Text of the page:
On the other hand if you buy flowers that are not opened ,put in plastic bag wth a few slices of apple this will hasten opening(roses,tulips etc), will also ripen fruit faster (pears, tomatoes etc) Food is chemistry and chemistry is food.
     
    Last edited: Mar 4, 2012
  3. siduri

    siduri

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    Thanks Chefed, i particularly like the "ripening" flowers trick. 

    I buy the garlic and onions at the outdoor markets here (never air conditioned, and in summer it's hot) but i bet that while in the past the stuff was just stored in a cellar or something before selling, now it;s probably refrigerated.  That would explain it. 

    Is an onion with black mold between some of the layers ok if i throw out those layers? 
     
  4. thatchairlady

    thatchairlady

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    If I cut an onion and it proves to be less than perfect... I just get rid of any ugly layers and use whatever's left.  In fact, have one in my kitchen right now that I'll be using today... noticed it has started to sprout.  I know when I cut it, will probably find so really green sections inside.  I "think" when they get to this point, they can be kinda strong?!?  But that doesn't matter to me.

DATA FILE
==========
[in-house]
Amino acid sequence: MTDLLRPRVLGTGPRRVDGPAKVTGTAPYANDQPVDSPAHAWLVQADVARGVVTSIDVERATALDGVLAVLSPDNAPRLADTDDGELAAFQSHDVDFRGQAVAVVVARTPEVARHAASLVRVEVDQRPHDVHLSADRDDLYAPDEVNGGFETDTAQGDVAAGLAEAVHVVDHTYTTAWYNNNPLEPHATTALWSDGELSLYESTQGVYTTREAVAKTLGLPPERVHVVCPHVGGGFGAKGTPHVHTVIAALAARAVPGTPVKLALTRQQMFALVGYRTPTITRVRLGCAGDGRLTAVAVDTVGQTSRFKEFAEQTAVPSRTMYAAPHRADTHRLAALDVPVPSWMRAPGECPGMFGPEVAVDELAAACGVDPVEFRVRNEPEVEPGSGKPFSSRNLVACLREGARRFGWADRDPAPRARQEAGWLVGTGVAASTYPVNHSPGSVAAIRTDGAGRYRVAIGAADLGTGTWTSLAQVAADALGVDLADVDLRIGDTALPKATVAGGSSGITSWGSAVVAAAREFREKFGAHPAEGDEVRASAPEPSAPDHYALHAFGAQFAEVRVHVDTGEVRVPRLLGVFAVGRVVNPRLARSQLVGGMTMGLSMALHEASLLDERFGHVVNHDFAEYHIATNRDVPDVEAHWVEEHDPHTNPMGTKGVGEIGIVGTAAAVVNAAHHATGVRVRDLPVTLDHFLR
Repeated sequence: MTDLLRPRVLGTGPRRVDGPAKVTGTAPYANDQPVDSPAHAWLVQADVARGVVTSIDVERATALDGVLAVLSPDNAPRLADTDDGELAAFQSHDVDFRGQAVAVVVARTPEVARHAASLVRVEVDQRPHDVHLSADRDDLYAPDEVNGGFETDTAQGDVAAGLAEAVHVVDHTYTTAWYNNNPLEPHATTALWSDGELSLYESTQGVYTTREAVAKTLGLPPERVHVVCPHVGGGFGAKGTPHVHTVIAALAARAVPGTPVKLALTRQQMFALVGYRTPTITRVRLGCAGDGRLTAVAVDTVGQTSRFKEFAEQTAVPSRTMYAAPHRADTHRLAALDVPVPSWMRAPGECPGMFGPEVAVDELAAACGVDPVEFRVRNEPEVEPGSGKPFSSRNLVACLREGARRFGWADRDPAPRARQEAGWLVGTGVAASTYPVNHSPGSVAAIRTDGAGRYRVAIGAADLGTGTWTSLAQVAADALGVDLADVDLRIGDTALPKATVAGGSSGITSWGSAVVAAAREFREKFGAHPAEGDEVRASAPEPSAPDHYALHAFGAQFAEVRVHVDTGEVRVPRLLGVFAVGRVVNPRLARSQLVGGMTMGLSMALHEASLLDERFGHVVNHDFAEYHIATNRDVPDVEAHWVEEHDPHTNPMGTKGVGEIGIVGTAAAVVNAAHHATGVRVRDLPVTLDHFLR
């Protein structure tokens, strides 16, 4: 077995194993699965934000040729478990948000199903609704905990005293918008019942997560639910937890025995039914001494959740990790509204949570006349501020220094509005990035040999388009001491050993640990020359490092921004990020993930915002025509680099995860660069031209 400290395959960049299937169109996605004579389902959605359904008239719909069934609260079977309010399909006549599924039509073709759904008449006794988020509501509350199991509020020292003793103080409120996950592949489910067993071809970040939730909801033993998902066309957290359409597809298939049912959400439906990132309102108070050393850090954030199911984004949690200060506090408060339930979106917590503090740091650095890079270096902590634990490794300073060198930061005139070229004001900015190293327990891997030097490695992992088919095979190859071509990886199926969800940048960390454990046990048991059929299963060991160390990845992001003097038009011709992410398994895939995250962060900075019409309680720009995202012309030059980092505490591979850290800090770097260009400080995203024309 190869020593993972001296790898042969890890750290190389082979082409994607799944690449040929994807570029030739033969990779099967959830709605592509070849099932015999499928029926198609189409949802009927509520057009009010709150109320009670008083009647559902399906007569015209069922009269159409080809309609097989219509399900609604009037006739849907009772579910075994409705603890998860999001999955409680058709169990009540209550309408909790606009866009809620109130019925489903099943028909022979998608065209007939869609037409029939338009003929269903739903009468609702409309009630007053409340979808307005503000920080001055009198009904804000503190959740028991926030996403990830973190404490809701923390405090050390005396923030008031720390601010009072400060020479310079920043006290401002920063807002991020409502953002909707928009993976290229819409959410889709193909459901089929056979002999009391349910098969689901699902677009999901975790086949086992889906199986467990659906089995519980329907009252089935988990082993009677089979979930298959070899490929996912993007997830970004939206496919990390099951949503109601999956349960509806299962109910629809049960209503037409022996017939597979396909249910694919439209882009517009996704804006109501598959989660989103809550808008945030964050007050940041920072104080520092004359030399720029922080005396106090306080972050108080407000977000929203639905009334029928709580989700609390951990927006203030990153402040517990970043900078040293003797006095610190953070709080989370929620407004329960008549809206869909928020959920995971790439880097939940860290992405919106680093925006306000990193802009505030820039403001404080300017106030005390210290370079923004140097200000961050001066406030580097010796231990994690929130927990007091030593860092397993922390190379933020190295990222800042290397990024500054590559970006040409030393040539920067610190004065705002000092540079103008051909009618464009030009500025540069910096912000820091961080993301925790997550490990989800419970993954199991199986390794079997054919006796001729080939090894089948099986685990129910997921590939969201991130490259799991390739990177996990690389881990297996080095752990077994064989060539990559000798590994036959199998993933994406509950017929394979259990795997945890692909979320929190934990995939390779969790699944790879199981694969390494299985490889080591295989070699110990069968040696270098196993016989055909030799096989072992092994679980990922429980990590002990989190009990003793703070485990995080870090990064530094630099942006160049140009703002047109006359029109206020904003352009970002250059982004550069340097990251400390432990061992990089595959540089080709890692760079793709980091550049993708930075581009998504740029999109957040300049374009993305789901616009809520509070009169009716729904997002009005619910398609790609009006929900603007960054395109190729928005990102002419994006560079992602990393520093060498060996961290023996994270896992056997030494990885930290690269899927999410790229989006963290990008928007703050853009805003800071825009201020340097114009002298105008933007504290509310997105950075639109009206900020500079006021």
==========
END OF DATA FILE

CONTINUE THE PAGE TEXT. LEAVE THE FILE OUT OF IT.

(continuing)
I don't store onions or fresh garlic in the fridge.  Have a growing collection of those big glass crocks.  When I first started using one, put the lid on... not a good idea for long term storage.  Leave lid off now for air circulation.
     
  5. phatch

    phatch Moderator Staff Member

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    I'm with Thatchairlady. Peel off the bad layers, trim or don't use the portions that are discolored. Usually the inner layers are fine with onions.

    With garlic, I discard any with large problems. i'll trim out damage on large cloves usually. medium and smaller cloves I'll toss as there's not enough to salvage usually. And I have plenty of garlic on hand generally.